The late winter and spring inflorescences of Schotia brachypetala may be bright red and replete with promising buds, beside the open flowers sporting their styles and stamens for all to see and some to touch. Pointing up and eager for the viewer or camera appears the general trend, followed as far as the pedicels will allow in the busy crowd of expanding floral participants.
The promise of success in inflorescences on a weeping boer-bean tree thus covered in blooms, is often not fulfilled when fruit pods are counted on the same branch later; the exuberant early production effort unmatched by the modest output at the end, similar to the fervent start of a popular marathon race contrasting against performances at the finishing line.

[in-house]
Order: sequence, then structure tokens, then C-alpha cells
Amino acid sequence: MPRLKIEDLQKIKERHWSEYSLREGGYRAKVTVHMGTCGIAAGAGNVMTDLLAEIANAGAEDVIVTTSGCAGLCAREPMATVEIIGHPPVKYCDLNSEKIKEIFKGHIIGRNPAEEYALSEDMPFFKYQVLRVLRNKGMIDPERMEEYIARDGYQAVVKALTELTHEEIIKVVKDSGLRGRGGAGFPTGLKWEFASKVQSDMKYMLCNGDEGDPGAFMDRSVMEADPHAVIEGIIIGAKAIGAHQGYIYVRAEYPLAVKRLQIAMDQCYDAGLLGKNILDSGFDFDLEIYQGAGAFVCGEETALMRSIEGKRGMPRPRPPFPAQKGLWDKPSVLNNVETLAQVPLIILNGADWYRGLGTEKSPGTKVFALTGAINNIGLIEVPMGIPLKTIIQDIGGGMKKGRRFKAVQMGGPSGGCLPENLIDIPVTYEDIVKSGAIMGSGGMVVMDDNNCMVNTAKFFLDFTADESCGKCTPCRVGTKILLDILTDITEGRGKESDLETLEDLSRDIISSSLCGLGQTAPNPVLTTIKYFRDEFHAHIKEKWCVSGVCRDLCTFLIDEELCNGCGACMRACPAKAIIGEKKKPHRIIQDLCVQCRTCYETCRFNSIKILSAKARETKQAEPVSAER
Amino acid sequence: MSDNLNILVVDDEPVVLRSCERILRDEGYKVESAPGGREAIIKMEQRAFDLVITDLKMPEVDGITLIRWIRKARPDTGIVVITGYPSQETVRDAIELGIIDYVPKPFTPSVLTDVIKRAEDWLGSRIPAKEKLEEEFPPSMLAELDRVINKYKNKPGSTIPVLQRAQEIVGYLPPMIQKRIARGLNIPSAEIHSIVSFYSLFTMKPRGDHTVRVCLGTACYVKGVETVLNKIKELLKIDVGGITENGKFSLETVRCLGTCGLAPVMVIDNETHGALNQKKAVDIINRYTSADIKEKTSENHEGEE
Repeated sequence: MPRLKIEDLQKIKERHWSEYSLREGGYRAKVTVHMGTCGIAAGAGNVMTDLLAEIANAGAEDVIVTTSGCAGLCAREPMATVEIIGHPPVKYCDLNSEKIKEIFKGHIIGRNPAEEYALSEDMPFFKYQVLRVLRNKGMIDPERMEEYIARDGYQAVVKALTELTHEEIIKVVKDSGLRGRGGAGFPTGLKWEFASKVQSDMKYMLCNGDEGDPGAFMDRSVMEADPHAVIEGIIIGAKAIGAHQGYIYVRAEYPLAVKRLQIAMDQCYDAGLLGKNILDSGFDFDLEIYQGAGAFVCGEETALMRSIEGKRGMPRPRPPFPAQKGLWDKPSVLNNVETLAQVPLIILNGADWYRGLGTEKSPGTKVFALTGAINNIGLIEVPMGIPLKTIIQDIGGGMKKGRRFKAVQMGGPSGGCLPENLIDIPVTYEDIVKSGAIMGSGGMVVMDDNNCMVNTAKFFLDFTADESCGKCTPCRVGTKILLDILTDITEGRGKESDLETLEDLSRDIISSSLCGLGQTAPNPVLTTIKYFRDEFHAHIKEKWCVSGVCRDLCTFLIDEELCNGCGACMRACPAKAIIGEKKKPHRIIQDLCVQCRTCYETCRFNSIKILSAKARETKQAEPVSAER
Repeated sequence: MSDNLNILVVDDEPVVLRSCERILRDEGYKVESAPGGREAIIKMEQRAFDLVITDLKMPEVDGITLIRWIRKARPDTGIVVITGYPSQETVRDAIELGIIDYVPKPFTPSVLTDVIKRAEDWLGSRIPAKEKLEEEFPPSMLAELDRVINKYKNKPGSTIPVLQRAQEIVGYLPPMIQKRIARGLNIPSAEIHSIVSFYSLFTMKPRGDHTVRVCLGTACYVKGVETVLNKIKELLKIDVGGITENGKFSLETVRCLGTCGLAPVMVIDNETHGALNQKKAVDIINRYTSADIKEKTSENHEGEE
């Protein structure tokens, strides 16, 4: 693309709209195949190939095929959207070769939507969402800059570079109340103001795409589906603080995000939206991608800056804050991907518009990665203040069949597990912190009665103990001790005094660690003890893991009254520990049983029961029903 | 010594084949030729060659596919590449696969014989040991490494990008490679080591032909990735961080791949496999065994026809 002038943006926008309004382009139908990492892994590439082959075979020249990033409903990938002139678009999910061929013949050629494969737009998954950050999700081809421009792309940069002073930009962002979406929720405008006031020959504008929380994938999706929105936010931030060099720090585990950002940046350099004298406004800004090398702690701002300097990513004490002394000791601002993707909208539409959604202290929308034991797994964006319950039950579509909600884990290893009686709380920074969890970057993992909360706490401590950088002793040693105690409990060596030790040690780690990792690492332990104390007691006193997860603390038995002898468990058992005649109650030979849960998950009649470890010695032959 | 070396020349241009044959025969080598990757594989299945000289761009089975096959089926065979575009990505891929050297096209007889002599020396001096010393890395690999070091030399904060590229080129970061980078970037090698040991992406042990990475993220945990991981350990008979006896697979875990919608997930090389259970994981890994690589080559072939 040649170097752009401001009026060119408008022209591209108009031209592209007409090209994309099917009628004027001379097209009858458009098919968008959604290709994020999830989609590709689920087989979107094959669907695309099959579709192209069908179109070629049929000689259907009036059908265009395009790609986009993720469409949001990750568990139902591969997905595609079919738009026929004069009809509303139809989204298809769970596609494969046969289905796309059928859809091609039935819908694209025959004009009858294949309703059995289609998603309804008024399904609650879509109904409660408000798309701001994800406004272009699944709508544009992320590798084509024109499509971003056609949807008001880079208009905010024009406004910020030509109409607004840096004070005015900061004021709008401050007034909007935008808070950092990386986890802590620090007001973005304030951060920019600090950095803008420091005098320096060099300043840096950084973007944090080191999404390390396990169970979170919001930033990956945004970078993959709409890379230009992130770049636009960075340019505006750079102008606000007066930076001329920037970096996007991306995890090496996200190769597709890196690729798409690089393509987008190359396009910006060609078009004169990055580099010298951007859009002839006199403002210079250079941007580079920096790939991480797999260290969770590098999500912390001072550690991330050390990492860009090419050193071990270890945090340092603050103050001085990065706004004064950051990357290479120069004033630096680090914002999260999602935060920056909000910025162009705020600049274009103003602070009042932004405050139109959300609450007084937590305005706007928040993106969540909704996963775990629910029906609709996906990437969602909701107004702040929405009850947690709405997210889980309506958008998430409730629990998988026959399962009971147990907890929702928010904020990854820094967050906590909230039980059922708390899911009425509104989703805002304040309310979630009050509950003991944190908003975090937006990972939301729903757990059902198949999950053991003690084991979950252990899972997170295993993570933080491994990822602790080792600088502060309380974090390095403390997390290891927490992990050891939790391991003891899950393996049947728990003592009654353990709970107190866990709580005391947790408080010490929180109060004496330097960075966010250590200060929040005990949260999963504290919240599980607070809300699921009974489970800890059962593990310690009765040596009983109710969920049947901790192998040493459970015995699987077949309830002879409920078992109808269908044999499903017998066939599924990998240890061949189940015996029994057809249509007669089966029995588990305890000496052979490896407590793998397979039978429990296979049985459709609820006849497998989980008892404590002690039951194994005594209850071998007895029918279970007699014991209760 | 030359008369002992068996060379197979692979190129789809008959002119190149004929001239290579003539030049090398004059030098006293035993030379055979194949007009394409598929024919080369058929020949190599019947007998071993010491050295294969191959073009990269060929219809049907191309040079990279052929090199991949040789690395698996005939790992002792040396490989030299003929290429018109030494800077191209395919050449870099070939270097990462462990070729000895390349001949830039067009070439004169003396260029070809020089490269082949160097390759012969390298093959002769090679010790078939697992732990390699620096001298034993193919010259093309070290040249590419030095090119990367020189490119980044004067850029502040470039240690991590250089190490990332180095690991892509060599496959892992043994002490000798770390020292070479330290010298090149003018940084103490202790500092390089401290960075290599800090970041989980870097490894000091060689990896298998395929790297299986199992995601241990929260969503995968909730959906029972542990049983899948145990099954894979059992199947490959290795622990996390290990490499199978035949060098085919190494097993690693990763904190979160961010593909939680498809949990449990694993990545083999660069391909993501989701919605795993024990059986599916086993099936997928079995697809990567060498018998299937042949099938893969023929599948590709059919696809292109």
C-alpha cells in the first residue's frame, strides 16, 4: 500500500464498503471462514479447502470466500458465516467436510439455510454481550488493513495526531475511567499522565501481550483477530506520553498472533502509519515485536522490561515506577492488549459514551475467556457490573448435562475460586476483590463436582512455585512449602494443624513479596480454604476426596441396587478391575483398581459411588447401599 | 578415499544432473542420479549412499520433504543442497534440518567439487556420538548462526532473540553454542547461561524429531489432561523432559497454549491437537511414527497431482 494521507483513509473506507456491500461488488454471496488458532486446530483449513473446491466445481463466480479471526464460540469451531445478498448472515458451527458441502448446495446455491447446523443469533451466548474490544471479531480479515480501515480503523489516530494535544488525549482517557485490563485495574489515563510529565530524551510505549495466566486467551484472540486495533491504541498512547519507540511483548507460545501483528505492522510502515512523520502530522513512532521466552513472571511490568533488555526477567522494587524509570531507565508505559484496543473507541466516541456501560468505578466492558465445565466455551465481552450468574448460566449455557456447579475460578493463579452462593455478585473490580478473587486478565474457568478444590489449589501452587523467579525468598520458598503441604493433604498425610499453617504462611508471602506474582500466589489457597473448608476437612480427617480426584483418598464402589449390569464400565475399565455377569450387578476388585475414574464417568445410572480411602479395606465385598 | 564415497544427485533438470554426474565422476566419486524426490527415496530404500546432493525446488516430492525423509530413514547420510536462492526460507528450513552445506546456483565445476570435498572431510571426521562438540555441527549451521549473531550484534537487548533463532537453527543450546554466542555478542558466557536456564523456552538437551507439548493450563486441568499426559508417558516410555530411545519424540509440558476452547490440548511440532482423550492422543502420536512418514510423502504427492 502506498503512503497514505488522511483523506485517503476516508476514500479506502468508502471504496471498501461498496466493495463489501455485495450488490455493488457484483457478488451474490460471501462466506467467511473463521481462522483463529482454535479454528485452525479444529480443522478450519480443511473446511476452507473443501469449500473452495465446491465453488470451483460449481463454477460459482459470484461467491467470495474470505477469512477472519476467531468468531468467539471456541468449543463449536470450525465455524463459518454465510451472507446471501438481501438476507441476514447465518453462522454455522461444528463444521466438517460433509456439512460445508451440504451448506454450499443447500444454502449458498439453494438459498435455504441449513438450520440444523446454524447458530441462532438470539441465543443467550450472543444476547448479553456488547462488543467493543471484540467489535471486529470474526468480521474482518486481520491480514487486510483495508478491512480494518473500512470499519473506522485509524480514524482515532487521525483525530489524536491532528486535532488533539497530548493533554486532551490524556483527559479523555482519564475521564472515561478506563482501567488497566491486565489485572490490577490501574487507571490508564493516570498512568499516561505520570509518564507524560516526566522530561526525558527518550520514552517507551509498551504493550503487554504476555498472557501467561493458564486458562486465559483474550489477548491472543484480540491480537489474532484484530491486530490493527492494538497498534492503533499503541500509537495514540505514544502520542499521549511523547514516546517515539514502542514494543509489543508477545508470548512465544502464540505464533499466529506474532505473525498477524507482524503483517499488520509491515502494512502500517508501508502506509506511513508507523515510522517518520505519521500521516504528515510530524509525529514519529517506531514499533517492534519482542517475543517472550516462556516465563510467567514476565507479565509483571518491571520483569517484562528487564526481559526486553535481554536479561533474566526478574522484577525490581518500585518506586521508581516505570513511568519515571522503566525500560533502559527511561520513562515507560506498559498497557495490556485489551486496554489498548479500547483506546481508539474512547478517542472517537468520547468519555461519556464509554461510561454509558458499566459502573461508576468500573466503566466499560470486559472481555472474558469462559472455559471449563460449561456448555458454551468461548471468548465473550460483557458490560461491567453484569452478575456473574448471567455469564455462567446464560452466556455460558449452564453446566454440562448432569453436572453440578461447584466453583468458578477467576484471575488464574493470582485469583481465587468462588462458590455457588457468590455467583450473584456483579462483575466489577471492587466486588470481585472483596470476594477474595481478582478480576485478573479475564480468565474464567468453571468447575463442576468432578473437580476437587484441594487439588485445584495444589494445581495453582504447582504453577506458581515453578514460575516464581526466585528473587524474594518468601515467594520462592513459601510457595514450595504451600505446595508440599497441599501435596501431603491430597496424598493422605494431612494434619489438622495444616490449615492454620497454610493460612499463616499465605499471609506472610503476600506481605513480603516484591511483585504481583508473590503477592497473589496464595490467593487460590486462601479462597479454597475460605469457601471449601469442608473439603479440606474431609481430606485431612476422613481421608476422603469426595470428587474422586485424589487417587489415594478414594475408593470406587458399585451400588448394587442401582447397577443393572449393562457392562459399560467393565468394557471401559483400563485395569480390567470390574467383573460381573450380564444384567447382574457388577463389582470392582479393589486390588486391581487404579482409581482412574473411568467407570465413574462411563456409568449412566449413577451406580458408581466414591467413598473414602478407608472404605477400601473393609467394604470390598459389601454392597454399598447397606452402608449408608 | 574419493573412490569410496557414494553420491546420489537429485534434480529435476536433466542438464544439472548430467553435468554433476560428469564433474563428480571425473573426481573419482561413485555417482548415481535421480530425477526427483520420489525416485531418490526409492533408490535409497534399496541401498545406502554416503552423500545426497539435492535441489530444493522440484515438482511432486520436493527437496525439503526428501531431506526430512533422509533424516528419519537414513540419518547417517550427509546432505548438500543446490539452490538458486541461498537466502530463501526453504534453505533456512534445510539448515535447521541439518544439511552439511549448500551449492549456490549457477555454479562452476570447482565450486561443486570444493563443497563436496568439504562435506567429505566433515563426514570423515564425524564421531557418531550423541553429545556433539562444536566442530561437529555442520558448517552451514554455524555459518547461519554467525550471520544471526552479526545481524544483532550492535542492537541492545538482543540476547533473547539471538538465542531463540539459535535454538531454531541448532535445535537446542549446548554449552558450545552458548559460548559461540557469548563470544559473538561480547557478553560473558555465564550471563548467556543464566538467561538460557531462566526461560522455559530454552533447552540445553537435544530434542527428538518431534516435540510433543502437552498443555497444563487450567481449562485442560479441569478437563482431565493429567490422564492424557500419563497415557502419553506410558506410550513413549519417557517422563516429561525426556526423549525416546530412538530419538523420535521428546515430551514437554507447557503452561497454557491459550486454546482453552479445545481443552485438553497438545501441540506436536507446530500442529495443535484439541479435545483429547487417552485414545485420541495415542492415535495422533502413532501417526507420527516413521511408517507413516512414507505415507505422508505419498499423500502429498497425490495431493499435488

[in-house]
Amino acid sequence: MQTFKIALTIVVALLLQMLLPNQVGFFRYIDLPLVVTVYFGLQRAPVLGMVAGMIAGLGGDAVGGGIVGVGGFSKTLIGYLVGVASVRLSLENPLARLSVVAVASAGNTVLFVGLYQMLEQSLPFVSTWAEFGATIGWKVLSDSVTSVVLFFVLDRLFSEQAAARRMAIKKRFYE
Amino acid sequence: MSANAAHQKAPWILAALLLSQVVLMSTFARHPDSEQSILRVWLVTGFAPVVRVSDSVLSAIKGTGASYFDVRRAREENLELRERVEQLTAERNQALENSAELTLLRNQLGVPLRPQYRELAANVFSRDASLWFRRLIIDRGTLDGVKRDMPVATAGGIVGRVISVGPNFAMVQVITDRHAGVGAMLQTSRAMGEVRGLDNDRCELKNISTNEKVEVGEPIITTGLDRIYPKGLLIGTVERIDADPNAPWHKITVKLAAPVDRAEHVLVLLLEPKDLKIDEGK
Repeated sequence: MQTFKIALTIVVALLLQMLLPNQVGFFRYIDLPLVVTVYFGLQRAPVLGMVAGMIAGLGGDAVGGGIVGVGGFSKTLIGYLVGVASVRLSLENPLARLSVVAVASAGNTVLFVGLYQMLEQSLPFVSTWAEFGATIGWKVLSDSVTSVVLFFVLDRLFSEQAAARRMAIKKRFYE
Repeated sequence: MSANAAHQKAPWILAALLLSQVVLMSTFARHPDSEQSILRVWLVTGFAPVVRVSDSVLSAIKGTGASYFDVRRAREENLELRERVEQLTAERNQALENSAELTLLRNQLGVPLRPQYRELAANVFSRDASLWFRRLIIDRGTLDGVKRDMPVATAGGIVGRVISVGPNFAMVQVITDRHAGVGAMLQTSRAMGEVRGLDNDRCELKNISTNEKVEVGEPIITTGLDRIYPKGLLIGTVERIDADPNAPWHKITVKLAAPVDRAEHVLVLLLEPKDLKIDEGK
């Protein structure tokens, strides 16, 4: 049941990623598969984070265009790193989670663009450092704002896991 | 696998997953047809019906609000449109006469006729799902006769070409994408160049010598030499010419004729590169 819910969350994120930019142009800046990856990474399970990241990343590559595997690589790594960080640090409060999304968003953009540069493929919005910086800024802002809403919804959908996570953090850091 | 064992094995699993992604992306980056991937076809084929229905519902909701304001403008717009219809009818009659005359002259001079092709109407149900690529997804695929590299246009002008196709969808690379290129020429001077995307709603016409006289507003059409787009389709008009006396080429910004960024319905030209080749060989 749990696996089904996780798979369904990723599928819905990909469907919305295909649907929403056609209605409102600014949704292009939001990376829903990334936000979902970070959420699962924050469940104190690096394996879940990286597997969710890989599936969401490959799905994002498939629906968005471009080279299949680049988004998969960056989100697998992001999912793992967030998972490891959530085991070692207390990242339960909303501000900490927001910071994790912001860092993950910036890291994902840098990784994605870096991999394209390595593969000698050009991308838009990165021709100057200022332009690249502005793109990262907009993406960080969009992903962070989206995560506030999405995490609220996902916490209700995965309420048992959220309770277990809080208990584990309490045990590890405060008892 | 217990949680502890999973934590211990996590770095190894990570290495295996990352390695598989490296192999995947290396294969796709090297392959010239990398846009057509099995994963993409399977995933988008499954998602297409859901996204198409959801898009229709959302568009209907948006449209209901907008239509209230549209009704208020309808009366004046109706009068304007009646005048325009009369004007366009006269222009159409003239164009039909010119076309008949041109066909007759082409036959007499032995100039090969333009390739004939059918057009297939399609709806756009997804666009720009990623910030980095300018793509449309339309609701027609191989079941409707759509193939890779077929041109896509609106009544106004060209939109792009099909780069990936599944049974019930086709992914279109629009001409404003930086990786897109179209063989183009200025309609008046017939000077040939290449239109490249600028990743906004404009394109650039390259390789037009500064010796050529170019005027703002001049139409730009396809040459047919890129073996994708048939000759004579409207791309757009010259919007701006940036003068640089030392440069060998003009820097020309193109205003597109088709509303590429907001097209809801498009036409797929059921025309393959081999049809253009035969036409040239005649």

The weeping boer-bean is after all a big tree, taking up much space in the mixed vegetation of bushveld and woodland where it resides. Maintaining and not overdoing its welcome presence does not require undue seed germination or sapling establishment. Not all species threaten their ecologies by excessive reproduction (Coates Palgrave, 2002; Schmidt, et al, 2002; Leistner, (Ed.), 2000; Pooley, 1993).